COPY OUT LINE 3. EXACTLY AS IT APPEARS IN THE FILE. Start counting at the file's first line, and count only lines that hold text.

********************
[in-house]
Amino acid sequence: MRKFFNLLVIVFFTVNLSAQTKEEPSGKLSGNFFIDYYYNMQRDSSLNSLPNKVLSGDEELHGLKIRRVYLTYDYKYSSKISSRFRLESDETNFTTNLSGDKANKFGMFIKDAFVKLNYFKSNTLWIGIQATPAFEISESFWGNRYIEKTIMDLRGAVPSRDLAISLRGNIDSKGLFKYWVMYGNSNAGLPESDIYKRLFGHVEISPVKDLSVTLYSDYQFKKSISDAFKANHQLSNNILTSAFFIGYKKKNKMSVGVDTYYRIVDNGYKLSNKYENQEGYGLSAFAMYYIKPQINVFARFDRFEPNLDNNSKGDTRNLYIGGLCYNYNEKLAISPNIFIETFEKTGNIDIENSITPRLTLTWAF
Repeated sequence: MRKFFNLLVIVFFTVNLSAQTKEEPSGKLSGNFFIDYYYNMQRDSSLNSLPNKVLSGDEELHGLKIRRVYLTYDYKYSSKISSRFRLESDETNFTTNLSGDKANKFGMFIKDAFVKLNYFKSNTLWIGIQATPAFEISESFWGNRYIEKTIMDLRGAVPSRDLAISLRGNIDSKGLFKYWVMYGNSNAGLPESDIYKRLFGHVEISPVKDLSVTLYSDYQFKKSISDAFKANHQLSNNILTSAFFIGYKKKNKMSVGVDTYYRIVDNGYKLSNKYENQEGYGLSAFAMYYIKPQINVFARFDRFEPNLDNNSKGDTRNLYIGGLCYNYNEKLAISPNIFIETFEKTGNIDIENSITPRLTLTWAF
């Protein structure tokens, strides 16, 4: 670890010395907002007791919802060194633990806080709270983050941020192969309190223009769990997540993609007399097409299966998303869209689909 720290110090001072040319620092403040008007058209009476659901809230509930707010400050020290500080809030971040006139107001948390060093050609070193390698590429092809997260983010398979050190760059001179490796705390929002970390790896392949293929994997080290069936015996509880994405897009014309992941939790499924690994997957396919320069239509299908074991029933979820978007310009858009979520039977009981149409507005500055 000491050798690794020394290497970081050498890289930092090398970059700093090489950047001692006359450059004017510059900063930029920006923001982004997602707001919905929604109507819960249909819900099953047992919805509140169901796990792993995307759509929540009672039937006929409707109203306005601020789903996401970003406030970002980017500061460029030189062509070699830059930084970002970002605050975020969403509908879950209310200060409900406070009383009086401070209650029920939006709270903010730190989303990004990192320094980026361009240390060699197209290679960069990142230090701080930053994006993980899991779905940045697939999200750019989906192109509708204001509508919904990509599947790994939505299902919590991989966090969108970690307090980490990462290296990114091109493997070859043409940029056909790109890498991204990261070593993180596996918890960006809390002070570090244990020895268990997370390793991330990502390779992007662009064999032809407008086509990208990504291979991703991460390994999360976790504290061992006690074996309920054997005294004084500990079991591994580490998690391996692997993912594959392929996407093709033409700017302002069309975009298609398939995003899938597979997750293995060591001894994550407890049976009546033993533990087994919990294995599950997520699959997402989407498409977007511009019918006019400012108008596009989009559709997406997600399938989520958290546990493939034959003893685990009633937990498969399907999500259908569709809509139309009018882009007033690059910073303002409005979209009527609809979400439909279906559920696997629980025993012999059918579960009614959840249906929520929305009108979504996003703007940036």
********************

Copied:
Repeated sequence: MRKFFNLLVIVFFTVNLSAQTKEEPSGKLSGNFFIDYYYNMQRDSSLNSLPNKVLSGDEELHGLKIRRVYLTYDYKYSSKISSRFRLESDETNFTTNLSGDKANKFGMFIKDAFVKLNYFKSNTLWIGIQATPAFEISESFWGNRYIEKTIMDLRGAVPSRDLAISLRGNIDSKGLFKYWVMYGNSNAGLPESDIYKRLFGHVEISPVKDLSVTLYSDYQFKKSISDAFKANHQLSNNILTSAFFIGYKKKNKMSVGVDTYYRIVDNGYKLSNKYENQEGYGLSAFAMYYIKPQINVFARFDRFEPNLDNNSKGDTRNLYIGGLCYNYNEKLAISPNIFIETFEKTGNIDIENSITPRLTLTWAF